A little pop quiz to begin the holiday weekend. 1. What is the Codex Alimentarius? a) It’s the spell Harry used to fight the dementors, right? b) Oh, I saw one of those at the zoo last week. They’re cute! c) A joint effort by the FAO (Food and Agriculture Organization of the United Nations) and the WHO (World Health Organization) to develop global food standards. 2. Why should I care? a) One day, I might be on Jeopardy and this question might come up. b) I shouldn’t; I’ve got enough other stuff to worry about. c) If we’re ever going to have international gluten-free standards, they’re going to come from these people. 3. Wait, gluten-free can mean more than one thing?! a) Yes.
Just in case you didn’t pick up on it, the answers to numbers one and two are (c). Now, let me say the answer to number three again, because it’s important:
There is no globally-recognized or enforced standard for foods that are labeled “gluten-free.” In fact, there is also no legally defined gluten-free standard within the USA.
The Codex Alimentarius sets gluten-free standards in two parts.
- The first covers foods made without gluten-containing ingredients, and sets a gluten threshold of 20ppm (parts per million, or mg/kg). This means that a very, very small amount of gluten can in fact be present in foods that are labeled gluten-free; as the science improves and ever-tinier amounts of gluten can be reliably tested for, the gluten-free threshold will likely continue to lower.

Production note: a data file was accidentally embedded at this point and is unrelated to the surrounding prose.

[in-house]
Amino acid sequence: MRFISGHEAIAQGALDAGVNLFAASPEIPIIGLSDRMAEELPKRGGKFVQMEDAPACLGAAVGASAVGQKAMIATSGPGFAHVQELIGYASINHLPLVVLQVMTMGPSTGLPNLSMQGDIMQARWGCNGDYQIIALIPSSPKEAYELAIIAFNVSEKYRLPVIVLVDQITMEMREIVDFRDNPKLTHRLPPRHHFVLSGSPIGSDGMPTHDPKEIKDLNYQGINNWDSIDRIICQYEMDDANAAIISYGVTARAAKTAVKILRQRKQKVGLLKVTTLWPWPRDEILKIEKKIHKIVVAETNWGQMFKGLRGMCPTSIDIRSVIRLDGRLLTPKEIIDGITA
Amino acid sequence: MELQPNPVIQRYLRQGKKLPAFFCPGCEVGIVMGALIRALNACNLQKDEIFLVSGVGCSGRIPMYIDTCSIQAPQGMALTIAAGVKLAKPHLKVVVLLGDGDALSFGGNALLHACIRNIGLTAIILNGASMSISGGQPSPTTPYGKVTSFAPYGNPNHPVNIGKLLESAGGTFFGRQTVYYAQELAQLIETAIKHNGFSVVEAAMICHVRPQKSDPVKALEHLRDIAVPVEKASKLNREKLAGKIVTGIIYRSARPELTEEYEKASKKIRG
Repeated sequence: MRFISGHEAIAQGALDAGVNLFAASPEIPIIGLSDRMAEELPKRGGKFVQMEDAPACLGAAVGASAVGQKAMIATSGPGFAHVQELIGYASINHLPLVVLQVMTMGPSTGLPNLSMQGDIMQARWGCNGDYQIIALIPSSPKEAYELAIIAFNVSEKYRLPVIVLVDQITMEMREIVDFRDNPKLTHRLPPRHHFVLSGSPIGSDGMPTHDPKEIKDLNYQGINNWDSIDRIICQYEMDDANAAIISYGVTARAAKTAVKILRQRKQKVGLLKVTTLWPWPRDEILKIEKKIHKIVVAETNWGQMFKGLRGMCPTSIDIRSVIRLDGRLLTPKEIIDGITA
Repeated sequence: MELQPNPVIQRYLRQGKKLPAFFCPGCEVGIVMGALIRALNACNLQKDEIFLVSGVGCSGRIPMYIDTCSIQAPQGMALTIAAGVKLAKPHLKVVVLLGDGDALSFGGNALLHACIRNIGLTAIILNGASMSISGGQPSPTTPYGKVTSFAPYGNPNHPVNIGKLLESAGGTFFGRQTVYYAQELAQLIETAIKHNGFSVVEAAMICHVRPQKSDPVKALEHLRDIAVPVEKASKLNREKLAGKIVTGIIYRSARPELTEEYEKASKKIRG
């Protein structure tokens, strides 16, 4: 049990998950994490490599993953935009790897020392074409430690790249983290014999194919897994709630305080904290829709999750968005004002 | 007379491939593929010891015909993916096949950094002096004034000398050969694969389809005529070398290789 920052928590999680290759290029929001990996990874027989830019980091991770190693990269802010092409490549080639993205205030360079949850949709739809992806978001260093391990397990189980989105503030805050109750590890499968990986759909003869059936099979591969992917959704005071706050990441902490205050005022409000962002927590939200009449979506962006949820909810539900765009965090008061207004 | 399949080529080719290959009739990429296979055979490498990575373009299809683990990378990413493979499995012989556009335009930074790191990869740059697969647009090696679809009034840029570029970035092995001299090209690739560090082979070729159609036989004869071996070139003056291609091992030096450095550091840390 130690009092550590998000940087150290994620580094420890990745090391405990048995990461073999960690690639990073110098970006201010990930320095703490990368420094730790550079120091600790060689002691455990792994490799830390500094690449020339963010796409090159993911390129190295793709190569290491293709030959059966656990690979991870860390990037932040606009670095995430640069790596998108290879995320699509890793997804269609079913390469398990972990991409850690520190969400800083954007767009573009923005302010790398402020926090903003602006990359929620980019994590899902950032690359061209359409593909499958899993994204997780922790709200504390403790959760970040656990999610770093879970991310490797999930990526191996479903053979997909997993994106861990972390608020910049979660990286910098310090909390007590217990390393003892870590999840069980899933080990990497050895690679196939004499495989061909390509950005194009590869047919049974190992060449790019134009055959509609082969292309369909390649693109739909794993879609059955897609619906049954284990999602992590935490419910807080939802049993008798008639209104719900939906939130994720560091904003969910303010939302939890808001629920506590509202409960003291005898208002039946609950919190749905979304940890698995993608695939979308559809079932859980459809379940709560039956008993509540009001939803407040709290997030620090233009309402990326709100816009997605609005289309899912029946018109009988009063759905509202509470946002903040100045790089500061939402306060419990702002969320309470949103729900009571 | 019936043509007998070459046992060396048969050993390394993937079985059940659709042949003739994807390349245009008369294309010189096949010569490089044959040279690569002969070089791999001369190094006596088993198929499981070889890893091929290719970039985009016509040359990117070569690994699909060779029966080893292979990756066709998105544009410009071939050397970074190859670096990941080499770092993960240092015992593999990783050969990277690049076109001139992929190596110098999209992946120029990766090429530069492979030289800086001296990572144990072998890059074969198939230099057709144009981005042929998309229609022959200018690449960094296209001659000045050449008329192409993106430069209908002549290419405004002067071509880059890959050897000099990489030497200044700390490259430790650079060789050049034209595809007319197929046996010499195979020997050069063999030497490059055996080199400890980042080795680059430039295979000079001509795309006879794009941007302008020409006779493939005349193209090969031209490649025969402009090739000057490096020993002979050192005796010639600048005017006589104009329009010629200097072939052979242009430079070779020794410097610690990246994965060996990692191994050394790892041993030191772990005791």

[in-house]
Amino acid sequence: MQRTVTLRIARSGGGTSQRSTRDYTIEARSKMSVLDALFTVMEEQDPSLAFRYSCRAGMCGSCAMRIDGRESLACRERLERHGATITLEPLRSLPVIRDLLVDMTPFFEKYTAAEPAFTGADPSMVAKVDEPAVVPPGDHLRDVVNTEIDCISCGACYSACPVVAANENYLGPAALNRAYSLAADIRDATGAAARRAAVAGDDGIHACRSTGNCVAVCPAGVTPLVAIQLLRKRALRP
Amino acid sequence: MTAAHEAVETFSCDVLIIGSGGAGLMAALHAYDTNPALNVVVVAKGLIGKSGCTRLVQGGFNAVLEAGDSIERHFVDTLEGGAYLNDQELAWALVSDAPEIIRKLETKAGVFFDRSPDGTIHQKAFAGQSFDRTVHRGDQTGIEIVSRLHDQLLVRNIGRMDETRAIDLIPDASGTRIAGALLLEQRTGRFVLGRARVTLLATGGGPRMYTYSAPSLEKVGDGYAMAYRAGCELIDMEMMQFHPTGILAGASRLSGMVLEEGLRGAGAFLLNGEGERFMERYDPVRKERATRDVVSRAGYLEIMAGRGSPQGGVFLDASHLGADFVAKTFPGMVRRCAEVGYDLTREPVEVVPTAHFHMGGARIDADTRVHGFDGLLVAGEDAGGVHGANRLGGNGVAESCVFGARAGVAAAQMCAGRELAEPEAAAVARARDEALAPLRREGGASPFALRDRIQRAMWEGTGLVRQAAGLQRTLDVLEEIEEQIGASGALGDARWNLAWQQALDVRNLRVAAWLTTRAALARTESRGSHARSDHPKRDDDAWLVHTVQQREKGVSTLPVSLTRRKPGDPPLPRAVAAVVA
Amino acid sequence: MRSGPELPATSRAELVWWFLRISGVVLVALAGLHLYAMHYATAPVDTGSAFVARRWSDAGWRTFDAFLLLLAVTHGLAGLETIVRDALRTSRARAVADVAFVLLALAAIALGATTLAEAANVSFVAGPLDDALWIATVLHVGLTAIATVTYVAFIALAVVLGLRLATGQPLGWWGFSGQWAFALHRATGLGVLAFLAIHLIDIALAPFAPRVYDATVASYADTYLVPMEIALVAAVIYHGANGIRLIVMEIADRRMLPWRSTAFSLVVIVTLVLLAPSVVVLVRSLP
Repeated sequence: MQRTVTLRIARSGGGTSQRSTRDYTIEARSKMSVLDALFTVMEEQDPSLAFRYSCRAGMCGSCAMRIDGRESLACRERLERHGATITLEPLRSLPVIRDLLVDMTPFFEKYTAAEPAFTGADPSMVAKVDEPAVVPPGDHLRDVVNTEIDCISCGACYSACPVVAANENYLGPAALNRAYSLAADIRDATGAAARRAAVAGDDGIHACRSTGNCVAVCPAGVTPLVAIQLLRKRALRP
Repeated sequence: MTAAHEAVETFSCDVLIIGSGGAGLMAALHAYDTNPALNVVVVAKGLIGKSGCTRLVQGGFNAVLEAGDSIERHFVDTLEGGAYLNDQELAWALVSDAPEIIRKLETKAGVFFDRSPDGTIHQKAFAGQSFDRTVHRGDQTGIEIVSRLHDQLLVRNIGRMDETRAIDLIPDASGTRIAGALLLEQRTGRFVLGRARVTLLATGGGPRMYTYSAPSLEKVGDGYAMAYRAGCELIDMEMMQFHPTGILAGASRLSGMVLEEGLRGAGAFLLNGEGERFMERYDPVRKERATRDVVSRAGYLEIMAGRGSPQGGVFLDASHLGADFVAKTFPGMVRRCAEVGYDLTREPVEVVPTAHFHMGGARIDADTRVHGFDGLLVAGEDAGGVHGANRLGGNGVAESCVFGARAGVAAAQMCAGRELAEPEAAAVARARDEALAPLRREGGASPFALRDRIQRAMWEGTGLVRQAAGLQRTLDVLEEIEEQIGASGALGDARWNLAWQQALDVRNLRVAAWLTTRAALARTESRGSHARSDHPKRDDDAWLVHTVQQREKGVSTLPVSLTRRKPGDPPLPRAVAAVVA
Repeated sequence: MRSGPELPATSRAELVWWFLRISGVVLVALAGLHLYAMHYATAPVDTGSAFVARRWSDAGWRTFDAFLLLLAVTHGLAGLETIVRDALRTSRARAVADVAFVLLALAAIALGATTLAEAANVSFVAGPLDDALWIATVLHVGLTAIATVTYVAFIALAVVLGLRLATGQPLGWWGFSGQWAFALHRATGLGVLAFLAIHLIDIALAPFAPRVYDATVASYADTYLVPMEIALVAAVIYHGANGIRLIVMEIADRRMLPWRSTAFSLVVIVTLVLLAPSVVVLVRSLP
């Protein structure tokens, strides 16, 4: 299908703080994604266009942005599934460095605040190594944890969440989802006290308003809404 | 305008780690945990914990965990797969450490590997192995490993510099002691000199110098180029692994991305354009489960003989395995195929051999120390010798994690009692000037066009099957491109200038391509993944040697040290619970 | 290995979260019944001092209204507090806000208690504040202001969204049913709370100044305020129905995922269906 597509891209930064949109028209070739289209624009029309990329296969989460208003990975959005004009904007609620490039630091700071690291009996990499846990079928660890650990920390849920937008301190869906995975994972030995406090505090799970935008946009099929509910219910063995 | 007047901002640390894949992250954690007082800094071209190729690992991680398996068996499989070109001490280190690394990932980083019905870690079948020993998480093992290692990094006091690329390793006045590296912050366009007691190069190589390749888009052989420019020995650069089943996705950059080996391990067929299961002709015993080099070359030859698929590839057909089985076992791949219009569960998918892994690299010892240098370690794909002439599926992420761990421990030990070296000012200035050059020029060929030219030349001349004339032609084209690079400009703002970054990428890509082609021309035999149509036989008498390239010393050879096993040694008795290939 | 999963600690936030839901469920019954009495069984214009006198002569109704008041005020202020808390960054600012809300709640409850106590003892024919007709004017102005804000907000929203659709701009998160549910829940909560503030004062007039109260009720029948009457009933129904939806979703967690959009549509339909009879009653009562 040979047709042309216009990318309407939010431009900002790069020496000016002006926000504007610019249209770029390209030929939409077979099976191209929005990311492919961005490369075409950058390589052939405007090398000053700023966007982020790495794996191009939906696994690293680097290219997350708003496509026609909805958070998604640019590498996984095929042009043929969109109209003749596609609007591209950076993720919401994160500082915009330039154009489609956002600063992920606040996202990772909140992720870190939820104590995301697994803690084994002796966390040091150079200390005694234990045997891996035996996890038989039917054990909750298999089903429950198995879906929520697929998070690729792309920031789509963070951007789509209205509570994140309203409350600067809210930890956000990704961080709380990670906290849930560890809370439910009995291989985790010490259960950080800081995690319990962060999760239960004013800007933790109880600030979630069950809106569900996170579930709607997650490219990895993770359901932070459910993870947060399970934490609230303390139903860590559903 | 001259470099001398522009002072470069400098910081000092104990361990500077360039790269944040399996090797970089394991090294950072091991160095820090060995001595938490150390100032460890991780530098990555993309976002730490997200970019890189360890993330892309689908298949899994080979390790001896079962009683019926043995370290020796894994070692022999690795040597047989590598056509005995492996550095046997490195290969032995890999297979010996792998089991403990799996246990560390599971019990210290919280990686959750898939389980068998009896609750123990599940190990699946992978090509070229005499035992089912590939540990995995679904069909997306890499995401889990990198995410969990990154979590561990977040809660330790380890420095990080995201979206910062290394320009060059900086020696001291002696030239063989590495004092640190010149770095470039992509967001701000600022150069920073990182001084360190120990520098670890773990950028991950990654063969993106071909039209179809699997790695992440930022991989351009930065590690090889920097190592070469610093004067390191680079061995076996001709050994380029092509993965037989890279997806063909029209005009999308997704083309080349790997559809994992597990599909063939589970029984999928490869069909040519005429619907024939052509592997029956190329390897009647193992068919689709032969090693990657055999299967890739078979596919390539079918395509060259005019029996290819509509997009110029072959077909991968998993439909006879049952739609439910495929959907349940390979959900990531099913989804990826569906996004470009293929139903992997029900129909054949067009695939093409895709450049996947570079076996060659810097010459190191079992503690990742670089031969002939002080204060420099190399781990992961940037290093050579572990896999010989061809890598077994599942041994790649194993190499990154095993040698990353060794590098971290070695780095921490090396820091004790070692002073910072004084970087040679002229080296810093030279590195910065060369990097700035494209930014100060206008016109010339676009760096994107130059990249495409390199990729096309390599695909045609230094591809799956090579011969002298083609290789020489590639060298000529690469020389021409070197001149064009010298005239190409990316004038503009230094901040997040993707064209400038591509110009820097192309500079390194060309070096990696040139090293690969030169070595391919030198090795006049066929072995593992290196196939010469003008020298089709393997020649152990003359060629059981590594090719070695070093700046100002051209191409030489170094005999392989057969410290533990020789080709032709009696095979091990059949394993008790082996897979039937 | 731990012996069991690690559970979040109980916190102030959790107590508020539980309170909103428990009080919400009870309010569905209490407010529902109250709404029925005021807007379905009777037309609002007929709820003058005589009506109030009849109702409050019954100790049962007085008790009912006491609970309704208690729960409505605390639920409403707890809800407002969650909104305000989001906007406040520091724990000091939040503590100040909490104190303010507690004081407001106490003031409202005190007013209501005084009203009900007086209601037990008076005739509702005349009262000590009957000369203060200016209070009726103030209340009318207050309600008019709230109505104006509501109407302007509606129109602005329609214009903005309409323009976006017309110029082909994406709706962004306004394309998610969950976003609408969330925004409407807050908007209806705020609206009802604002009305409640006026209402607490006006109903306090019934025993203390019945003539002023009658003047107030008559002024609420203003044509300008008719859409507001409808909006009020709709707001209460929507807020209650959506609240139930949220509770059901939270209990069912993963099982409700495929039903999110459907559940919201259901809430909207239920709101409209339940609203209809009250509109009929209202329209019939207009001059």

- The second covers foods made with gluten-containing ingredients that have been specially modified to reduce the amount of gluten within them. This category includes foods made with ingredients like “gluten-free wheat,” which you’ll generally not see from US manufacturers, and these items can contain up to 100ppm of gluten. While the Codex states that these foods must not be labeled gluten-free, and “should indicate the true nature of the food,” discretion is ultimately left to each individual country. If you encounter a phrase like “low-gluten” on a label, this is likely the cause.
Within the US, the FDA has issued a recommended gluten-free standard of 20ppm, but hasn’t yet finalized this definition. This leaves manufacturers – and the USDA – in a sticky situation. A number of organizations have sprung up to issue their own definitions and to offer certification to complying manufacturers – most of us have seen or purchased items approved by various nongovernmental organizations. If you’re looking for more detail, Living Without recently published a great article on national gluten-free standards.
In Europe, the EU has issued guidelines, to be enforced by 2012, which hew closely to Codex standards. Many countries, including Canada and Argentina, have even stricter gluten-free standards. Oats remain a gray area internationally, considered gluten-free in some countries and not in others.
What does this mean for you and me? Essentially, it means that we just have to continue paying attention. For now, be alert when you are purchasing foods manufactured in another country (whether you are buying them abroad or at home). And don’t forget to read the ingredients: a simple step, but one that can save you a lot of unpleasantness.